The Very Basic of Fundamental Analysis
Criticisms of Fundamental Analysis
The biggest criticisms of fundamental analysis come primarily from two groups: proponents of technical analysis and believers of the “efficient market hypothesis”.
Put simply, technical analysts base their investments (or, more precisely, their trades) solely on the price and volume movements of securities. Using charts and a number of other tools, they trade on momentum, not caring about the fundamentals. While it is possible to use both techniques in combination, one of the basic tenets of technical analysis is that the market discounts everything. Accordingly, all news about a company already is priced into a stock, and therefore a stock’s price movements give more insight than the underlying fundamental factors of the business itself.
Followers of the efficient market hypothesis, however, are usually in disagreement with both fundamental and technical analysts. The efficient market hypothesis contends that it is essentially impossible to produce market-beating returns in the long run, through either fundamental or technical analysis. The rationale for this argument is that, since the market efficiently prices all stocks on an ongoing basis, any opportunities for excess returns derived from fundamental (or technical) analysis would be almost immediately whittled away by the market’s many participants, making it impossible for anyone to meaningfully outperform the market over the long term.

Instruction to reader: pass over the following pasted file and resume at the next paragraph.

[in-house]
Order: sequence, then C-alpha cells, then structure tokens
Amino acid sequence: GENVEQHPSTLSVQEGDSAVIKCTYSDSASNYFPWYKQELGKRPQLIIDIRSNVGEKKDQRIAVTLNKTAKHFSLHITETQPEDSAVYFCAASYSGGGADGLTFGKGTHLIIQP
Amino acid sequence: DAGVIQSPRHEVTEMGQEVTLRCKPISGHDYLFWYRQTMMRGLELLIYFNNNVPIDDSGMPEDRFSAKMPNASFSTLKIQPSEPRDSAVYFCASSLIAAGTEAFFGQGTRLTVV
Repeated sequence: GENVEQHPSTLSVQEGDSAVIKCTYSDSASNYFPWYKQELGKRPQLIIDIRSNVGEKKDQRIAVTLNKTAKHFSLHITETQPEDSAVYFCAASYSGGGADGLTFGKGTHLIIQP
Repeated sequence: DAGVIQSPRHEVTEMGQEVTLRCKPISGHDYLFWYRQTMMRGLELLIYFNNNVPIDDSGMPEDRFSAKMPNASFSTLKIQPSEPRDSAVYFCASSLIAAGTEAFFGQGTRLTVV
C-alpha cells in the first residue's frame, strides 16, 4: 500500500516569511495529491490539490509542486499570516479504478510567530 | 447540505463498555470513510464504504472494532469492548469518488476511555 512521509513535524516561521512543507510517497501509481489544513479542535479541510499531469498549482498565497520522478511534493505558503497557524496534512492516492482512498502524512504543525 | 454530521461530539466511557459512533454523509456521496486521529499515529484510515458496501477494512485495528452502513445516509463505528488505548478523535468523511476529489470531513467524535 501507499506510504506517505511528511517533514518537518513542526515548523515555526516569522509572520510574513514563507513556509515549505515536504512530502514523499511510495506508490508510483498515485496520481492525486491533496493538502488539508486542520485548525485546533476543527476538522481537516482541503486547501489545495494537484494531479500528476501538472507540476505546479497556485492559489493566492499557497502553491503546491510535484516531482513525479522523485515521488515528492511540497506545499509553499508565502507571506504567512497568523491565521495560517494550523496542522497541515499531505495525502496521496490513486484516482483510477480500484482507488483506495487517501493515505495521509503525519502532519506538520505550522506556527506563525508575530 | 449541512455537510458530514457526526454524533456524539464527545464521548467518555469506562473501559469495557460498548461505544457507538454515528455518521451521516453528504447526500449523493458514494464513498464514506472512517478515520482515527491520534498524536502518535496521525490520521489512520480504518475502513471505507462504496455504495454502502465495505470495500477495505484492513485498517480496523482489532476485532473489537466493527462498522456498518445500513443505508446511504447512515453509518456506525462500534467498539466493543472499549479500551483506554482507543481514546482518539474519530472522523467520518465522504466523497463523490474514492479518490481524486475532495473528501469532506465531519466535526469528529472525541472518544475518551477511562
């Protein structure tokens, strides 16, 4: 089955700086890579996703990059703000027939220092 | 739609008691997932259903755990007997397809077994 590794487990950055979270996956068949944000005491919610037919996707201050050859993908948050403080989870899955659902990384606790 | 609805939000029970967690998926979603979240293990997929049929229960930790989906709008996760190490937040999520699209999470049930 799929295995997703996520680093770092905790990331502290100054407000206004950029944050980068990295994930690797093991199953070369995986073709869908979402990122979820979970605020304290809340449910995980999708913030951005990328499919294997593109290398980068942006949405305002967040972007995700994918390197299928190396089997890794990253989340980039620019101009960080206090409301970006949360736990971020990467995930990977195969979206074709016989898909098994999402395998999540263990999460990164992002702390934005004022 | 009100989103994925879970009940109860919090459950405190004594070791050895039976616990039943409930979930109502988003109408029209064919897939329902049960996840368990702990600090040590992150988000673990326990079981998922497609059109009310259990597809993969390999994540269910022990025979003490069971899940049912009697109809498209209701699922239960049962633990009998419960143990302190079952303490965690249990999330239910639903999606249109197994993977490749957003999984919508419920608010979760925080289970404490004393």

Fundamental analysis seeks to determine the intrinsic value of a company's stock. But since qualitative factors, by definition, represent aspects of a company's business that are difficult or impossible to quantify, incorporating that kind of information into a pricing evaluation can be quite difficult. On the flip side, as we've demonstrated, you can't ignore the less tangible characteristics of a company.